Is it Kripalu? They have various shuttle services to bus and train stations. There's also Uber, even in the woods of Western MA. Or you could call the destination and ask them if they can recommend a driving service to get you from home or another drop-off point to the site. YOu won't be the first person that needed it and htey probably have recommendations.

At these kinds of things, the staff knows how to be intermediaries. Give your husband the staff number and ask them to get you if he calls. And instruct him not to call unless serious emergency.

Part of the usefulness of the retreat is you doing just this - figuring out how to unplug and trust others to take care of things so you can focus on what you need.
posted by Miko at 7:38 PM on December 27, 2018 [16 favorites]

I have never been to one of these things. But I suspect, if you are at a retreat without your car, and there is a serious emergency that requires you to go home immediately, that the folks at the retreat will help you figure out transportation -- it seems unlikely to me that they'd just shrug and say, "sucks to be you." (For example, I imagine they have a hook-up for a local cab service that could come and get you, if Uber isn't available where you are going.) I understand your anxiety, as I would share it but truly I cannot imagine that if something goes so wrong that you need to get home ASAP, the retreat leaders will just make you swing in the wind.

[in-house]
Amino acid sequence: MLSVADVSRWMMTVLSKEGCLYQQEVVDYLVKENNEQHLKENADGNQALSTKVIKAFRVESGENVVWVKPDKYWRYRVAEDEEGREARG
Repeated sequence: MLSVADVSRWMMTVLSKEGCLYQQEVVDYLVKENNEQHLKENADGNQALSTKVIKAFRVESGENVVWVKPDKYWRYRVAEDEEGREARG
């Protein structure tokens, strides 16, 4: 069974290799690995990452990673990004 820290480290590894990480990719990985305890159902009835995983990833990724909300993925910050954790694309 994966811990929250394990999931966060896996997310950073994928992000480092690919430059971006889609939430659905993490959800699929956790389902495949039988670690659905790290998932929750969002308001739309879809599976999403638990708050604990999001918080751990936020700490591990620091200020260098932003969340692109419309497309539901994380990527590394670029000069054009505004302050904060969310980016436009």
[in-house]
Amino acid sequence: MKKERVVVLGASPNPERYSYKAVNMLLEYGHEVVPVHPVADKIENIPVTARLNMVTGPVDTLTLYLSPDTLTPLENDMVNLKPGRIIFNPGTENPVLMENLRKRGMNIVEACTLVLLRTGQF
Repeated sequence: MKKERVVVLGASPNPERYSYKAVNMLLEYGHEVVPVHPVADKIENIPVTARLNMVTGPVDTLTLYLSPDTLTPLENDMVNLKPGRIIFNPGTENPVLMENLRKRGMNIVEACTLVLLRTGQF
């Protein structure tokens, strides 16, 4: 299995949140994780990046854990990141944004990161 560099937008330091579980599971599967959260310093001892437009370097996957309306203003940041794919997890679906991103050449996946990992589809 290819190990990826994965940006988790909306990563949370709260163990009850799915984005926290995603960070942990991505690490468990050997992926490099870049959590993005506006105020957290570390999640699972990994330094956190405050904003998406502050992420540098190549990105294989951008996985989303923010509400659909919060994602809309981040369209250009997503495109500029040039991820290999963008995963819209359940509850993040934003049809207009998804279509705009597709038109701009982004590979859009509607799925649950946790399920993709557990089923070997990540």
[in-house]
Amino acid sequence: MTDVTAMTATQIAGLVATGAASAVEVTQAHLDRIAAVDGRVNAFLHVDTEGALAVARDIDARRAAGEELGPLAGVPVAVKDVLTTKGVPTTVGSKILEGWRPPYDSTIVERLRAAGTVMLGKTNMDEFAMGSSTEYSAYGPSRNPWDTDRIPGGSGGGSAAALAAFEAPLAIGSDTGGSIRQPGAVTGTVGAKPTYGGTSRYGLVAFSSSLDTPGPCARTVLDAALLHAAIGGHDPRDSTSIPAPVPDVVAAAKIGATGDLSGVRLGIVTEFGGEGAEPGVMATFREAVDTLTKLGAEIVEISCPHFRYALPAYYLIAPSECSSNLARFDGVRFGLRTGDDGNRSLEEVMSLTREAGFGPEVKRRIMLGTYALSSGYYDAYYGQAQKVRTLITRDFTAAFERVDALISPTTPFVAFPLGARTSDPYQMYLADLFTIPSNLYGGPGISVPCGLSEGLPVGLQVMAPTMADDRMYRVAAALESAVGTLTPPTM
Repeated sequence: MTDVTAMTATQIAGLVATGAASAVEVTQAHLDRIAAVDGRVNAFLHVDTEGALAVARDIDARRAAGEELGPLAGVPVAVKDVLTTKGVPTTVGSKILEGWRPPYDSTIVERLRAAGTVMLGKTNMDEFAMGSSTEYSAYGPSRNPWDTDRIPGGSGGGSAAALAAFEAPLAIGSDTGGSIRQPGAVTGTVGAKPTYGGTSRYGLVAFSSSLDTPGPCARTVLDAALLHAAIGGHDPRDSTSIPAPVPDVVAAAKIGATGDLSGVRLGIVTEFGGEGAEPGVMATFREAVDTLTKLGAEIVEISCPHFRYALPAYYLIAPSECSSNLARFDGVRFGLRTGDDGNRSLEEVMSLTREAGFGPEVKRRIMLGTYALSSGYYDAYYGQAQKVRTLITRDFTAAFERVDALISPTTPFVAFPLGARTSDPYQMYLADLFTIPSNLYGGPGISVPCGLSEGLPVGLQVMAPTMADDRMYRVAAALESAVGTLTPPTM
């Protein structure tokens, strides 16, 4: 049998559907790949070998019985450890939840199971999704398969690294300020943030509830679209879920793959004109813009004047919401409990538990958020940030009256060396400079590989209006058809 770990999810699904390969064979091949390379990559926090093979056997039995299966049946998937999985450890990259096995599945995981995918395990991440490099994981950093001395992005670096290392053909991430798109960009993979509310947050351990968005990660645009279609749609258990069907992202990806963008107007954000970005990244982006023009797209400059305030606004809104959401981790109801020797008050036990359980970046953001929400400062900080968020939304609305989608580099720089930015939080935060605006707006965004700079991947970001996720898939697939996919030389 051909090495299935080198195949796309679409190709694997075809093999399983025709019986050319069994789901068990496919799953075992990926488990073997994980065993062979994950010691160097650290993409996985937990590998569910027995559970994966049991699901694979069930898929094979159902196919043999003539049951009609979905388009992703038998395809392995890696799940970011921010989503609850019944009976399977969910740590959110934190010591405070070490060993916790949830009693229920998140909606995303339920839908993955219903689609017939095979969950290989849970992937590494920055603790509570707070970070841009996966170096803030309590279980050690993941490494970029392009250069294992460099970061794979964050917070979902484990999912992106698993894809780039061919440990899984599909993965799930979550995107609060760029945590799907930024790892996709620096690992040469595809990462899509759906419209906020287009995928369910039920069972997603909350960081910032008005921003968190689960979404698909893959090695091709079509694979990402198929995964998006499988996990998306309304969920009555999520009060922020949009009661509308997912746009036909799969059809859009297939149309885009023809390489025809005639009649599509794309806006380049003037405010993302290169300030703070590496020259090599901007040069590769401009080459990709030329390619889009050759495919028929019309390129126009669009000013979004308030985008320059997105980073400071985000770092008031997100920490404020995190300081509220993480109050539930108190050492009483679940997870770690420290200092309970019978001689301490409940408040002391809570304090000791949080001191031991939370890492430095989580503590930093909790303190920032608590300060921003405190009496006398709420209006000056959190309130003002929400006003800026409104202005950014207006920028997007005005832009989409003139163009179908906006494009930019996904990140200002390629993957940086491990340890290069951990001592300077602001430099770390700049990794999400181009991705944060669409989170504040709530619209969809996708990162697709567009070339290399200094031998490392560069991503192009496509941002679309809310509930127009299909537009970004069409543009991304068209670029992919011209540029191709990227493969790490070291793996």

posted by Countess Sandwich at 7:38 PM on December 27, 2018 [11 favorites]

I think it's very valid to want to/insist on taking a car with you--yes, retreats are about unplugging and trusting others, but it doesn't happen instantly when you arrive. And if you've got a nagging anxiety in the background, it can detract from your overall experience. It's not worth it. Save the car-free retreat for some time in the future when you're a more advanced practitioner.

The place where I attend retreats is about an hour away from my house, and I always carpool with other retreatants--but only if I'm driving*. Even though I've been to a good handful of retreats and I generally feel safe, I want an escape hatch in case something terrible happens. It's unlikely to happen! But the existence of my own vehicle there helps me to be more present, and less likely to spend the whole time stewing and catastrophizing (I am not yet an advanced practitioner).

*because of my anxiety as a passenger on steep mountain roads. BUT (important point) the retreat center has many contingency options for people who need rides to town. Nobody would be stranded there on account of my hightailing home early.